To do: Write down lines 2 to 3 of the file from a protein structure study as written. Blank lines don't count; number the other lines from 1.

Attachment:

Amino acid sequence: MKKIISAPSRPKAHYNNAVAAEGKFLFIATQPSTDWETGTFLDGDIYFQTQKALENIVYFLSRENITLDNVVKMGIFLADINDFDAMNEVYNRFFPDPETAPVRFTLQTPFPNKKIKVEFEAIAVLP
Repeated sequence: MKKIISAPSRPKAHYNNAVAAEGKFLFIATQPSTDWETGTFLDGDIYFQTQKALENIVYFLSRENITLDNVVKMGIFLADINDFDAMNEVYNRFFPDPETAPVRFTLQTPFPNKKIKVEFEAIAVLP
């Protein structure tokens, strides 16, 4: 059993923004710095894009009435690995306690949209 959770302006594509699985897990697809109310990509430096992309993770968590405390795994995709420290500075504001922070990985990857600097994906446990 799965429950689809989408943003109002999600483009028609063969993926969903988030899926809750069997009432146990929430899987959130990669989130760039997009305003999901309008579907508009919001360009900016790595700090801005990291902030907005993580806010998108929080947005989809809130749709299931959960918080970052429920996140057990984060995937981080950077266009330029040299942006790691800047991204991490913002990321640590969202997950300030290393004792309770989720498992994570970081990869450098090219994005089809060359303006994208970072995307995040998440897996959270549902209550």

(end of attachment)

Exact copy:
Repeated sequence: MKKIISAPSRPKAHYNNAVAAEGKFLFIATQPSTDWETGTFLDGDIYFQTQKALENIVYFLSRENITLDNVVKMGIFLADINDFDAMNEVYNRFFPDPETAPVRFTLQTPFPNKKIKVEFEAIAVLP
């Protein structure tokens, strides 16, 4: 059993923004710095894009009435690995306690949209 959770302006594509699985897990697809109310990509430096992309993770968590405390795994995709420290500075504001922070990985990857600097994906446990 799965429950689809989408943003109002999600483009028609063969993926969903988030899926809750069997009432146990929430899987959130990669989130760039997009305003999901309008579907508009919001360009900016790595700090801005990291902030907005993580806010998108929080947005989809809130749709299931959960918080970052429920996140057990984060995937981080950077266009330029040299942006790691800047991204991490913002990321640590969202997950300030290393004792309770989720498992994570970081990869450098090219994005089809060359303006994208970072995307995040998440897996959270549902209550």